- All products must be contracted for sale prior to the delivery of the vehicle.
- All terms of the transaction must be agreed upon prior to the delivery of the vehicle at an off-site location. Negotiations may not be conducted at the purchaser’s delivery location.
- All contracts must be signed by the dealership before delivery of the vehicle at the off-site location. The purchaser may sign the contract at the time of delivery.
- Any person engaged in the negotiation and sale of the vehicle must be a licensed salesperson.
- A copy of all notices to the consumer required by the VC and the Civil Code must be provided to the purchaser before the purchaser executes all sales related documents, such as the notice of the right to inspection, etc.
- All Regulation Z disclosures must be provided to the purchaser and the purchaser must be given an opportunity to review prior to purchaser’s execution of sales related documents.
- All state and local social distancing requirements must be adhered to at the time the vehicle is delivered.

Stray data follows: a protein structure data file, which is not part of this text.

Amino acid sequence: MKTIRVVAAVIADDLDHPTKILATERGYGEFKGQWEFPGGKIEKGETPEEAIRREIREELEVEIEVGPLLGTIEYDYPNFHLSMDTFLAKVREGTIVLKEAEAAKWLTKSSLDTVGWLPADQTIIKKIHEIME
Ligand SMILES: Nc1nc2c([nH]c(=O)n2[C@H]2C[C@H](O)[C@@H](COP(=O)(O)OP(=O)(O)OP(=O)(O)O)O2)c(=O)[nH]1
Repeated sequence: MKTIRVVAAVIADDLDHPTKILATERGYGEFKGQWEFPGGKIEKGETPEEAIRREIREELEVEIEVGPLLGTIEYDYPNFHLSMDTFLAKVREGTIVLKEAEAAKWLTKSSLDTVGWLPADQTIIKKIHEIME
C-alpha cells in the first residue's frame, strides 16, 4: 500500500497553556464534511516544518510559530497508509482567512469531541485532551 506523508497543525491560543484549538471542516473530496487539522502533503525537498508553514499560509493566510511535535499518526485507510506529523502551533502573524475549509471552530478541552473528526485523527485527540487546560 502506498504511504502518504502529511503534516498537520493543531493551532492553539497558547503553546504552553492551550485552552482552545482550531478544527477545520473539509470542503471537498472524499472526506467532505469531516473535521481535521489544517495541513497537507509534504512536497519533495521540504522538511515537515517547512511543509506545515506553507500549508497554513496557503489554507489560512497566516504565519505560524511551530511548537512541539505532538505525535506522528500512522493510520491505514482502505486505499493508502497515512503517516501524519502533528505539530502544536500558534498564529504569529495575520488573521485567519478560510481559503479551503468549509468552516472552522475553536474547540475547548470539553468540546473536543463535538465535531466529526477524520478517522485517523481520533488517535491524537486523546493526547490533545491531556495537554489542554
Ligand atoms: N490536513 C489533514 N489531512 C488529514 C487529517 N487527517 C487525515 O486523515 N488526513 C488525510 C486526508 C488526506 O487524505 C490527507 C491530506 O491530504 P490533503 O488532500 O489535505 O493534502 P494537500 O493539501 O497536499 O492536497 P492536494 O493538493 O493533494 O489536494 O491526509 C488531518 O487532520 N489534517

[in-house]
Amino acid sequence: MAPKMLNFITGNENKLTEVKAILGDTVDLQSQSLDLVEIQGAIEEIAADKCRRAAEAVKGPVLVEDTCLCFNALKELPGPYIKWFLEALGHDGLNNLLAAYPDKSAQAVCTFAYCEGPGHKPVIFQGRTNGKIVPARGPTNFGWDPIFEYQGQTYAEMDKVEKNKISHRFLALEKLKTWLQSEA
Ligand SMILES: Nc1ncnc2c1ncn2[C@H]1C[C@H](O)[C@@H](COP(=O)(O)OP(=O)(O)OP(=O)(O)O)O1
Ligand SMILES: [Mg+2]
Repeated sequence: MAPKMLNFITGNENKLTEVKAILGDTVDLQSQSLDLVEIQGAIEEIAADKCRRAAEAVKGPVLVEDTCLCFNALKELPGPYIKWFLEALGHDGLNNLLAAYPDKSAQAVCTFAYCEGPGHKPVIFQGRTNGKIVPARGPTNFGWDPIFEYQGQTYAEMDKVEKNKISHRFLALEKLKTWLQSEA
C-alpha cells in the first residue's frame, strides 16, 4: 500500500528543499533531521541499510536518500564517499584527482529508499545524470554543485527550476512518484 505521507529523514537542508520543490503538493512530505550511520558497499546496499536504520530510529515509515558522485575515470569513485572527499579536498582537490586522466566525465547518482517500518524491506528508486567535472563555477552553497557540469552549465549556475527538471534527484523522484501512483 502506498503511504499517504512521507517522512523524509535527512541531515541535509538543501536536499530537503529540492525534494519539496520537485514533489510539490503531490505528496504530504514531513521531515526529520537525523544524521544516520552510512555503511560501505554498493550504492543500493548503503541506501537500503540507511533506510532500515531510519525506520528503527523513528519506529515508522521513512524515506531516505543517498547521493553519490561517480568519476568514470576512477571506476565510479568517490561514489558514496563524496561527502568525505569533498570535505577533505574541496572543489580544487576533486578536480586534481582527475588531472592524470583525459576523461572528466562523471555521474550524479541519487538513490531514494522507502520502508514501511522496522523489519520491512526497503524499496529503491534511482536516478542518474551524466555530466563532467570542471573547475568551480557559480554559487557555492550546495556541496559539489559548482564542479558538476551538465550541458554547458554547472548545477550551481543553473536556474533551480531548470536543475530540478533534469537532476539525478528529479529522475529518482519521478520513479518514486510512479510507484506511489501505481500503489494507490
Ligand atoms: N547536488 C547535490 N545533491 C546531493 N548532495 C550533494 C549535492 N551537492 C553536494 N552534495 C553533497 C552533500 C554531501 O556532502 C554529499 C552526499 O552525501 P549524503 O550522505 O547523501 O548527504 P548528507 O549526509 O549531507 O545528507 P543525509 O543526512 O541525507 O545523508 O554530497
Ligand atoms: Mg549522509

- Adherence to social distancing requirements and sanitization of the vehicle is required if a test drive of the vehicle occurs.”
• 2020 Updates/changes in vehicle registration fees:
Reg. Fee Increases for 2020 (click here to open in a new window so you can save this doc.)
• Temporary License Plates (TLP) Attachment Problems and Solutions. VIN 2019-09
Problem: Some dealers have been improperly attaching TLP’s to vehicles. This is causing the TLP to swing around, making them difficult to read, and causing them to tear and fall off. Other dealers have been using incorrect TLP paper, causing additional TLP failures. These situations have resulted in lost revenue from bridge tolls, as well as traffic citations for the new owners of the vehicles.